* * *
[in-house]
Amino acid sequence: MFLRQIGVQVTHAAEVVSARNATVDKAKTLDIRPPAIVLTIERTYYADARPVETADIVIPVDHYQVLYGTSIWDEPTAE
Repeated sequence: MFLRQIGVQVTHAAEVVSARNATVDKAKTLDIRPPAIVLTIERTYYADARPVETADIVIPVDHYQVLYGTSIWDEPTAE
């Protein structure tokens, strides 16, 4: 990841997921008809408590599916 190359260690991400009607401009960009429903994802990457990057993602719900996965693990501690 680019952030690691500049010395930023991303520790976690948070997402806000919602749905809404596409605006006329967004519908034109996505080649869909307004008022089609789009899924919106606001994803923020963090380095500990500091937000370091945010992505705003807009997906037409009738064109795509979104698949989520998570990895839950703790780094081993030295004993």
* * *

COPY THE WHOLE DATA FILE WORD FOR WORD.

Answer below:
[in-house]
Amino acid sequence: MFLRQIGVQVTHAAEVVSARNATVDKAKTLDIRPPAIVLTIERTYYADARPVETADIVIPVDHYQVLYGTSIWDEPTAE
Repeated sequence: MFLRQIGVQVTHAAEVVSARNATVDKAKTLDIRPPAIVLTIERTYYADARPVETADIVIPVDHYQVLYGTSIWDEPTAE
């Protein structure tokens, strides 16, 4: 990841997921008809408590599916 190359260690991400009607401009960009429903994802990457990057993602719900996965693990501690 680019952030690691500049010395930023991303520790976690948070997402806000919602749905809404596409605006006329967004519908034109996505080649869909307004008022089609789009899924919106606001994803923020963090380095500990500091937000370091945010992505705003807009997906037409009738064109795509979104698949989520998570990895839950703790780094081993030295004993």